The grand scheme of nature is to reproduce. Whether humans, animals or plants, nature has been designed to replenish itself. With vegetables and fruits, you must have the bloom in order for the finished product, food, to grow.
In the flower garden, you want to enjoy the beauty of the blooms you have been nurturing for months. However, with herb plants, it is totally different. The taste of the leaves will grow bitter if the plant is allowed to bloom, and secondly, you will not get as large a harvest as you hoped for, and that’s why you’ll want to pinch your plants.
Pinching your herb plants is basically a process of pruning. A plant’s natural tendency is to reproduce. As a result, as soon as an herb plant produces a bloom, it sends a message down the stem to stop producing leaves so the bloom can use most of the energy from the plant. The stem also stretches up to the sun and begins the process of blooming and producing seed. As a general rule, you want to prevent blooming in herbs as it is the leaves you want to use, not the fruit produced by the bloom.
Another result of the plant blooming is that the remaining leaves on the plant will turn bitter tasting which was not the goal of growing your own herbs at all. Pinching is an easy way to prevent the plant from blooming. When you remove the upper portion on the stem right before blooming, the stem tells the plant to hurriedly let the new leaf buds start forming new stems in order to get a new bloom going. In this way, you can encourage new stems to grow thereby increasing the size of your plant and the number of leaves produced.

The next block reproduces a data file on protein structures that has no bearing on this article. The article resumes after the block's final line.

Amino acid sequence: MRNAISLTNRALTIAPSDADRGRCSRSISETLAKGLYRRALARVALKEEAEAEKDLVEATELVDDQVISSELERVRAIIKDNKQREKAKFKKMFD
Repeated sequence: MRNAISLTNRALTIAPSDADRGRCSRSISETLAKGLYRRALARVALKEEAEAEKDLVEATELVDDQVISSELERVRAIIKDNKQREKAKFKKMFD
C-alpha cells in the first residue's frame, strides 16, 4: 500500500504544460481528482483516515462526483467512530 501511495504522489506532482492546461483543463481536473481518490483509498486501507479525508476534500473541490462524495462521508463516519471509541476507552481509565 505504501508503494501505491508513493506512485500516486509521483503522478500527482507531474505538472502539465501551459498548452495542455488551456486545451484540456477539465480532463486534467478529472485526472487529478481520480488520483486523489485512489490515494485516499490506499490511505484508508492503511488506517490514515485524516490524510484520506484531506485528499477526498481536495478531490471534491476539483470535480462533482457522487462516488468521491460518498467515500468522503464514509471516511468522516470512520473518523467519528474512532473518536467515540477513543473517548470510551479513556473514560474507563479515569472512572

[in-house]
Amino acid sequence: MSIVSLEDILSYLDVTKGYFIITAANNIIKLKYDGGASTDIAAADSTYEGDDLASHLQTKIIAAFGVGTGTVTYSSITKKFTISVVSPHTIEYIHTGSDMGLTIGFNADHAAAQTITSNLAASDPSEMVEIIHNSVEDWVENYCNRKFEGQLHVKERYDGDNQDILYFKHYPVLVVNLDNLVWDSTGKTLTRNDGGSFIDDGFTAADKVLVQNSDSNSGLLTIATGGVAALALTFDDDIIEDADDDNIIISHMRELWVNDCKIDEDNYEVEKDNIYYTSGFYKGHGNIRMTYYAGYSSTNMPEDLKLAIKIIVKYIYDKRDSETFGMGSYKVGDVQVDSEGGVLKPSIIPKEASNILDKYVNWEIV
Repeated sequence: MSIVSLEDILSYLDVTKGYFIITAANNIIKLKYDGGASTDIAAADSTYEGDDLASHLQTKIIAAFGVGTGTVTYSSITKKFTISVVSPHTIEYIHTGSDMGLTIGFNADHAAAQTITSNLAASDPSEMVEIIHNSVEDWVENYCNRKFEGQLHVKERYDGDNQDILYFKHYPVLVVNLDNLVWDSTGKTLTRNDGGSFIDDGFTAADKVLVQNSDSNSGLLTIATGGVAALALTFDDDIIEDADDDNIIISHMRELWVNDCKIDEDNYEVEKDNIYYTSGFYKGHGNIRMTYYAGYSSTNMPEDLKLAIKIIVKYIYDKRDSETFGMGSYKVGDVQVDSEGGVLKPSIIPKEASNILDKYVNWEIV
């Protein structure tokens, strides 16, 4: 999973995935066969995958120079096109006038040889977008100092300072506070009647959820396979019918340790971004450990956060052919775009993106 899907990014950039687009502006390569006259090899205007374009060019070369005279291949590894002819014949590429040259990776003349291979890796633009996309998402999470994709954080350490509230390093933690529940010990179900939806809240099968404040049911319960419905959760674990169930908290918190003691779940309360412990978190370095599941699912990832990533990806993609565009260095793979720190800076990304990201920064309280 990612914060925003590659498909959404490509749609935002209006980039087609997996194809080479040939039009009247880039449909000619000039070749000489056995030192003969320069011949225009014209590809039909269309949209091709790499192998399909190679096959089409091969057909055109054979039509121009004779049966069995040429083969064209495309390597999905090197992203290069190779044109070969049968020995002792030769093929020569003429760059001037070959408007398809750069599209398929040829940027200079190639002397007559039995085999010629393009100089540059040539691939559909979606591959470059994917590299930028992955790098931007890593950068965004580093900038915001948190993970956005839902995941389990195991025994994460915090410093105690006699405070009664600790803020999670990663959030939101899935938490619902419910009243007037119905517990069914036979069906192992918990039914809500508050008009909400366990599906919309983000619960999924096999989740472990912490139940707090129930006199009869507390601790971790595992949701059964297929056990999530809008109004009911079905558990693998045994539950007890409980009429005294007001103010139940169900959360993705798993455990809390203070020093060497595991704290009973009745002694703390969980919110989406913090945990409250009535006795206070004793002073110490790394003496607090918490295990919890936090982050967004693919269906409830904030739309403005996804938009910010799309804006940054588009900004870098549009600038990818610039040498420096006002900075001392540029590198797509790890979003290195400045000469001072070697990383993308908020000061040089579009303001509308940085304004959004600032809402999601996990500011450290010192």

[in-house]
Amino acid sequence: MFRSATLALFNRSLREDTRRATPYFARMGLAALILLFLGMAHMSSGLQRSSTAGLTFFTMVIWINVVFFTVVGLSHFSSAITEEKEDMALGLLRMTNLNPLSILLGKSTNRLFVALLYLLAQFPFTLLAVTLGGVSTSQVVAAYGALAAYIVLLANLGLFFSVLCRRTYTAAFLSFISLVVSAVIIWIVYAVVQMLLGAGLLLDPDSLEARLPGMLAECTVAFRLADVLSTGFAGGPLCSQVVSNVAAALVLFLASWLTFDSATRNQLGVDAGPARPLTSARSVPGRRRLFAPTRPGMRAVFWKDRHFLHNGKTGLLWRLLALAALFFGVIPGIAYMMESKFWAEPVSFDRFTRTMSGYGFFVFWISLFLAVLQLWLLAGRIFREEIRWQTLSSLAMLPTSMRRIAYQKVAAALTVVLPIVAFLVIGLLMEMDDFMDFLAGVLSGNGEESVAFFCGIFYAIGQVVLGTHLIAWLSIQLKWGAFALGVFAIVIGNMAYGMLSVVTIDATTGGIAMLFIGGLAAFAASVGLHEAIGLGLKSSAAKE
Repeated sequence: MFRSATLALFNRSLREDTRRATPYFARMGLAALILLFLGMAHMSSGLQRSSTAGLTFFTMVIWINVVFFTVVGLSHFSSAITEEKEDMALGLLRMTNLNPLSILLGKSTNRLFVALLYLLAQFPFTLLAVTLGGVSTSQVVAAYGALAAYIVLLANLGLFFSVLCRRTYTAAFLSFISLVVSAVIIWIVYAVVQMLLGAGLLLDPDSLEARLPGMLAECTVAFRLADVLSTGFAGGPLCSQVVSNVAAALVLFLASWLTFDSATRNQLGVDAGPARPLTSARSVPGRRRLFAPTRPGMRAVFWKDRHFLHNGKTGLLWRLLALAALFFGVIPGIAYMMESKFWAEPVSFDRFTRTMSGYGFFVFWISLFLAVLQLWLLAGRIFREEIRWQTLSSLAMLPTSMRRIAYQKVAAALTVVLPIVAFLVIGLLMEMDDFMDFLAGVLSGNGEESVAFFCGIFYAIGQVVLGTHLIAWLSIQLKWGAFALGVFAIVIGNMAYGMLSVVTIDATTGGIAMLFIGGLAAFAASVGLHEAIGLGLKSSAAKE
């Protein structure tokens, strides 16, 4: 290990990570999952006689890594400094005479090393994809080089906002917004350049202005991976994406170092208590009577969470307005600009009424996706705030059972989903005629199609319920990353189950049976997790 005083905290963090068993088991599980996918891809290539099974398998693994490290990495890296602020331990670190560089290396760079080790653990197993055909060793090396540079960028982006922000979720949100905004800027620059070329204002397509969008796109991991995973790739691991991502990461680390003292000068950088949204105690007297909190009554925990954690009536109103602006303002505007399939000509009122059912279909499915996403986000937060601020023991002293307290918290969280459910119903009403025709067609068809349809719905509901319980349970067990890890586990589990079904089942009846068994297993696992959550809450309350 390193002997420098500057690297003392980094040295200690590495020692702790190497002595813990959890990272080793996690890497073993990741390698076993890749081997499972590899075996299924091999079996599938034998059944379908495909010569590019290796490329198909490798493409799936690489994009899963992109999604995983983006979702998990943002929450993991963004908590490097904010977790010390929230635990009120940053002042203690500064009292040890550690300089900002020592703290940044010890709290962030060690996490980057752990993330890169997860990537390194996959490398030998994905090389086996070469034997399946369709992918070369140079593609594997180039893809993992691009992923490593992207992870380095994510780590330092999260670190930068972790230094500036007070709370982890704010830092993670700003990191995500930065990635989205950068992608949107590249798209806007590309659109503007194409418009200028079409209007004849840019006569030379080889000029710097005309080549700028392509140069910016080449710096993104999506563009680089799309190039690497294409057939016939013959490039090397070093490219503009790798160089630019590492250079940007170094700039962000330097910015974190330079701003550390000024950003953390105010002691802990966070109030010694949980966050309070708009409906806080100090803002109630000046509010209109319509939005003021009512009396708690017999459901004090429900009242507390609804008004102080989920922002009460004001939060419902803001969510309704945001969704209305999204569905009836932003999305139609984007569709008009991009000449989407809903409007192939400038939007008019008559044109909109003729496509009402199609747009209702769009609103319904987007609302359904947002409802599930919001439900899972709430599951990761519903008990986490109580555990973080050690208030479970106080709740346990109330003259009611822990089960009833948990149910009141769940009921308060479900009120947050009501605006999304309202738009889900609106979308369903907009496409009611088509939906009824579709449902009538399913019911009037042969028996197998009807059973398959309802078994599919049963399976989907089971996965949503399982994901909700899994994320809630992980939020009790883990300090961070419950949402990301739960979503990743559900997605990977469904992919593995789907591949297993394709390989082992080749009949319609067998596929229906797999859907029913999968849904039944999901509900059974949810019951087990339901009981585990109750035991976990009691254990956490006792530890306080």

How to Pinch
Learning how to pinch plants is important. Just take your thumbnail and forefinger and pinch the stem off. Later in the season or with woody stems, you may need a small pair of scissors. Basil needs to be pinched the most often as it is a fast grower. You will look for new growth at the base of leaves and pinch the stem off just above where the new leaf buds are located. The plant will then start two new stems with the new leaf buds.
Repeat this process every week or so. You can really pinch basil back a lot without damaging the plant. This will allow you to increase your harvest of basil tremendously. With other herbs, you do not need to prune as often.
Keep an eye on the plants and pinch whenever you notice new blooms about to form. You may not want to pinch these as far down. Just pinch off the stem right below where the bloom is forming. With many herbs, natural harvesting when you need to use the herbs will be enough.
Learning why you need to pinch your herbs will allow you to reap a bigger and more flavorful harvest from your herb garden.